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Unravelling the patterns of host immune responses in Plasmodium vivax malaria and dengue co-infection.

Mendonça VR, Andrade BB, Souza LC, Magalhães BM, Mourão MP, Lacerda MV, Barral-Netto M - Malar. J. (2015)

Bottom Line: The plasma levels of cytokines and chemokines were determined by multiplex assay.The group of individuals co-infected exhibited the highest median concentrations of IFN-γ, IL-6, CCL4 than the mono-infected groups.Further, parasitaemia levels displayed positive significant interactions with IL-6, CCL4 and IL-10 in the group of patients co-infected with malaria and dengue.

View Article: PubMed Central - PubMed

Affiliation: Laboratório Integrado de Microbiogia e Imunoregulação (LIMI), Centro de Pesquisas Gonçalo Moniz, Fundação Oswaldo Cruz (FIOCRUZ), Salvador, Brazil. vitorrosaramos@hotmail.com.

ABSTRACT

Background: Concurrent malaria and dengue infection is frequently diagnosed in endemic countries, but its immunopathology remains largely unknown. In the present study, a large panel of cytokines/chemokines and clinical laboratory markers were measured in patients with Plasmodium vivax and dengue co-infection as well as in individuals with malaria or dengue mono-infections in order to identify biosignatures of each clinical condition.

Methods: Individuals from the Brazilian Amazon were recruited between 2009 and 2013 and classified in three groups: vivax malaria (n = 52), dengue (n = 30) and vivax malaria and dengue co-infection (n = 30). P. vivax malaria was diagnosed by thick blood smear and confirmed by PCR; dengue cases were detected by IgM ELISA or NS1 protein. The plasma levels of cytokines and chemokines were determined by multiplex assay.

Results: Individuals with malaria and dengue co-infection displayed lower levels of platelets and haemoglobin than those with malaria or dengue mono-infections (p = 0.0047 and p = 0.0001, respectively). The group of individuals co-infected exhibited the highest median concentrations of IFN-γ, IL-6, CCL4 than the mono-infected groups. Network analyses of plasma cytokines/chemokines revealed that malaria and dengue co-infection exhibits a distinct immune profile with critical roles for TNF, IL-6 and IFN-γ. Further, parasitaemia levels displayed positive significant interactions with IL-6, CCL4 and IL-10 in the group of patients co-infected with malaria and dengue. No differences were observed in distribution of dengue virus serotypes and Plasmodium parasitaemia levels between the groups.

Conclusions: The findings described here identify unique patterns of circulating immunological markers in cases of malaria and dengue co-infection and provide insights on the immunopathology of this co-morbid condition.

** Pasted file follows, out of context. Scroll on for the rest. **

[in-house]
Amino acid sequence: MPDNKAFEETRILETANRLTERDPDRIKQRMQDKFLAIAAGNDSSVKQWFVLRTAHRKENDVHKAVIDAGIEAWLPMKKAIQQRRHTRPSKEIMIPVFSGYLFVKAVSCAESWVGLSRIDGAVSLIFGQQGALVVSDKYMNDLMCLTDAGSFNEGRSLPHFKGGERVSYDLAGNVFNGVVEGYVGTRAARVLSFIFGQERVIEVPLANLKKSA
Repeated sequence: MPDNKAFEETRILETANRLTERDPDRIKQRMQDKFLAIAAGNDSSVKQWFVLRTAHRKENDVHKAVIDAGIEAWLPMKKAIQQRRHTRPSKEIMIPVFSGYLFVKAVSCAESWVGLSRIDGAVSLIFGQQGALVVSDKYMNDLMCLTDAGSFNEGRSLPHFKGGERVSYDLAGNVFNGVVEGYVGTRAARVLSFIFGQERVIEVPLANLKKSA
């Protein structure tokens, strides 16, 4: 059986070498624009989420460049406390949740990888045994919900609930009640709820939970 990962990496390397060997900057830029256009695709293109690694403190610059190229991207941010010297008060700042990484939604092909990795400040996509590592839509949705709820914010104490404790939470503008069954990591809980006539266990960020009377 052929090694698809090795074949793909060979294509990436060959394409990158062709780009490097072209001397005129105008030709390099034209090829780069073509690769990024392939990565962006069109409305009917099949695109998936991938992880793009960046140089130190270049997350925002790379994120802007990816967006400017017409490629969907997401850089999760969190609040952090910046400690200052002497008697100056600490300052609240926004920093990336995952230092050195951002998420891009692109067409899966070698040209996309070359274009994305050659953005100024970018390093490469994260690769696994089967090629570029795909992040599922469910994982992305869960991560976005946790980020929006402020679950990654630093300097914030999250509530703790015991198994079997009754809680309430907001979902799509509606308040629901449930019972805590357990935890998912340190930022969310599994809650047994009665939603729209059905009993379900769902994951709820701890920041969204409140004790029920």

No MeSH data available.


Related in: MedlinePlus

Discrimation of malaria, dengue and co-infection groups by laboratory measures. Differentiation between dengue vs malaria, dengue vs co-infection and malaria vs co-infection groups were done by laboratory measures—HB haemoglobin, HT haematocrit, PTL platelets, AST aspartate aminotransferase, ALT alanine aminotransferase—through multinominal regression analysis with calculation of odds ratios (OR) and 95 % confidence intervals (CI), represented by the icons and bars, respectively (a). Red icons represent OR adjusted for age and gender and blue icons were unadjusted (univariate) (a).
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Fig1: Discrimation of malaria, dengue and co-infection groups by laboratory measures. Differentiation between dengue vs malaria, dengue vs co-infection and malaria vs co-infection groups were done by laboratory measures—HB haemoglobin, HT haematocrit, PTL platelets, AST aspartate aminotransferase, ALT alanine aminotransferase—through multinominal regression analysis with calculation of odds ratios (OR) and 95 % confidence intervals (CI), represented by the icons and bars, respectively (a). Red icons represent OR adjusted for age and gender and blue icons were unadjusted (univariate) (a).

Mentions: Univariate analyses revealed that individuals co-infected with malaria and dengue exhibited lower levels of HB and PTL than those with malaria or dengue mono-infections (p = 0.0047 and p = 0.0001, respectively; Table 1). On the other hand, plasma AST levels were elevated whereas ALT concentrations were decreased in individuals with malaria mono-infection compared to those with dengue or co-infection (p = 0.0186 and p < 0.0001, respectively; Table 1). Multinominal regression analyses adjusted for age and gender uncovered that higher levels of HB (adjusted OR: 23.344 95 % CI 2.534–215.023, p = 0.005) and PTL (adjusted OR: 8.065 95 % CI: 1.527–42.612, p = 0.014) were associated with dengue when compared to malaria (Fig. 1). Furthermore, higher levels of HB (adjusted OR: 6.264 95 % CI 1.535–25.553, p = 0.011) and PTL (adjusted OR: 21.471 95 % CI 3.077–149.827, p = 0.002) were associated with dengue mono-infection compared with dengue and malaria co-infection (Fig. 1). Higher levels of AST (unadjusted OR: 3.030 95 % CI 1.160–7.914, p = 0.024) and low levels of ALT (adjusted OR: 0.219 95 % CI 0.069–0.695, p = 0.010) were associated with malaria mono-infection compared with the malaria/dengue co-infection condition (Fig. 1).Fig. 1